Archive by Carol Wilson

Memories of Terry Barnich

I first met Terry Barnich when he was still the chairman of the Illinois Commerce Commission. As a state regulator, Barnich was ahead of the curve on seeing the value of bringing competition to markets - energy and telecom - that had previously been dominated by monopolies. It didn’t always make him popular in the Republican circles that were his power base, but that didn’t seem to phase him.

When Terry left the public sector and founded New Paradigm Research Group with colleague Craig Clausen, the name wasn’t just a collection of terms — Barnich really did believe that there was a new paradigm ahead for competitive communications. This morning, in a conversation with Craig, I shared my strongest memory of Terry, which is that he was an original thinker.

Clausen agreed, as you can see here. One of the things that kept taking Barnich back to Iraq was the excitement of seeing infrastructure rebuilt and technology put to use in new ways, Clausen said.

That doesn’t surprise me, because one of the other things I remember about Terry is how passionate he could be about his ideas and what he thought the telecommunications industry could become. On multiple occasions, I shared a speaking podium with Terry and was impressed by how thoroughly prepared he was to challenge those asssembled, usually service providers, to be bolder in embracing new competitive opportunities and new technological possibilities.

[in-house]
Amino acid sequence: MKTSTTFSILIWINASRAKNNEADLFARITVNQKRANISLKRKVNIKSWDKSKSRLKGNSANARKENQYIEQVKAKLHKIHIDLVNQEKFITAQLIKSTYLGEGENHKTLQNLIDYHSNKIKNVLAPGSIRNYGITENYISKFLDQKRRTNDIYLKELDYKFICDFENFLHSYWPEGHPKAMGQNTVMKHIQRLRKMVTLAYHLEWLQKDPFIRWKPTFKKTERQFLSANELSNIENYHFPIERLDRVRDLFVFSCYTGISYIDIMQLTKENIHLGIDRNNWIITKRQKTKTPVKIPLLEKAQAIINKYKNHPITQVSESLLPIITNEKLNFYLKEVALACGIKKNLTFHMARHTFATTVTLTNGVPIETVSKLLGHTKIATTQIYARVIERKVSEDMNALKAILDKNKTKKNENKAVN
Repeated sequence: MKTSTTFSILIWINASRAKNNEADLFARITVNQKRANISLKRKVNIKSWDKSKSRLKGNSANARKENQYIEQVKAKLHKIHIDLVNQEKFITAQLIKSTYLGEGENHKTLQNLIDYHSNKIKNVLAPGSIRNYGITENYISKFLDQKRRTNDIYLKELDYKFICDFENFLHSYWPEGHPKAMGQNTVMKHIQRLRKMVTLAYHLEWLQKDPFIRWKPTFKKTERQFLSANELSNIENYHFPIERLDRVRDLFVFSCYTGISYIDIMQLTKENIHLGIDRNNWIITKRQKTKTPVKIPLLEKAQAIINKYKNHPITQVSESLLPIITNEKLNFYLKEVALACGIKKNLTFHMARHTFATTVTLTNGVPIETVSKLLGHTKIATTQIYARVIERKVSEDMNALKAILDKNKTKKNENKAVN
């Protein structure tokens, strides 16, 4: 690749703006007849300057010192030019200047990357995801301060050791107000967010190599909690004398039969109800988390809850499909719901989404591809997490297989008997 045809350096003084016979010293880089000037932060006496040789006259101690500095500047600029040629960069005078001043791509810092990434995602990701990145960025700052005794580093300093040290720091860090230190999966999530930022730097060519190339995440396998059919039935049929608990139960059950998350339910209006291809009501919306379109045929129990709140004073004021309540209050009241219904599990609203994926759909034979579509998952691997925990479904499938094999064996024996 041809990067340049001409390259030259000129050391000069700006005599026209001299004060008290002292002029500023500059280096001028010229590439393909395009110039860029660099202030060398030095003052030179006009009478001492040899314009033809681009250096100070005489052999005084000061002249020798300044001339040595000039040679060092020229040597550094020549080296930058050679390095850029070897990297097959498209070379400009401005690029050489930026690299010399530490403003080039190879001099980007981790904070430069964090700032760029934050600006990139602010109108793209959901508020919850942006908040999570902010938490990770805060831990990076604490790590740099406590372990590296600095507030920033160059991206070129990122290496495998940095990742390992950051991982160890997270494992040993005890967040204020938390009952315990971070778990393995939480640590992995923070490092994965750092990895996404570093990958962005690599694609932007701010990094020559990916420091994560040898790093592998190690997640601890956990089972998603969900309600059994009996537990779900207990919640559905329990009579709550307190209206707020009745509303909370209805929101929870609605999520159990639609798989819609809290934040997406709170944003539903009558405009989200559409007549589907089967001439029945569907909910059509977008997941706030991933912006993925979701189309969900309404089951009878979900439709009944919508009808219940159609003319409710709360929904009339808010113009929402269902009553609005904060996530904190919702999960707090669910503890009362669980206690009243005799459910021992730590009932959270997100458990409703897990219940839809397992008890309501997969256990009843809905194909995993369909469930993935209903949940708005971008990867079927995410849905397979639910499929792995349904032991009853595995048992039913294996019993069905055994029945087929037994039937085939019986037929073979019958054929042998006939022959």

I didn’t realize Terry had spent the last two-and-a-half years in Iraq, not as an independent contractor, getting rich during wartime, but as a government employee, trying to help rebuild critical infrastracture that will eanble Iraq to be economically stronger and more secure. But it doesn’t surprise me now to learn what he was doing and to hear that, despite repeated plans to return to the U.S. for good, Barnich kept going back.

Clausen admits it was a running joke that Terry was always coming home “next April,” but adds that there were plans for him to return permanently at the end of June. Our industry and many lives will be the less for the fact he won’t come home at all.

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Making lemonade out of swine flu

The pork industry is suffering unfairly from the Swine Flu outbreak, as people (and some governments) link pork products with the rapidly spreading H1N1 virus, but there is one industry that could benefit, besides major drug manufacturers. more

NAB reporter’s notebook

This was only my second year at the National Association of Broadcasters Show in Las Vegas, so I’m hardly an expert. But with a tight focus on IPTV and its players, I have a good sense of what is going on.

Show veterans (and Vegas cabbies, always a good source of information) said NAB attendance was off significantly, both in terms of vendors and attendees. The aisles were wider, several noted, the outdoor equipment display was much smaller and here and there, booth spaces were empty. Attendance was notably down from last year — for every busy booth space, there were at least two more occupied only by their booth personnel. more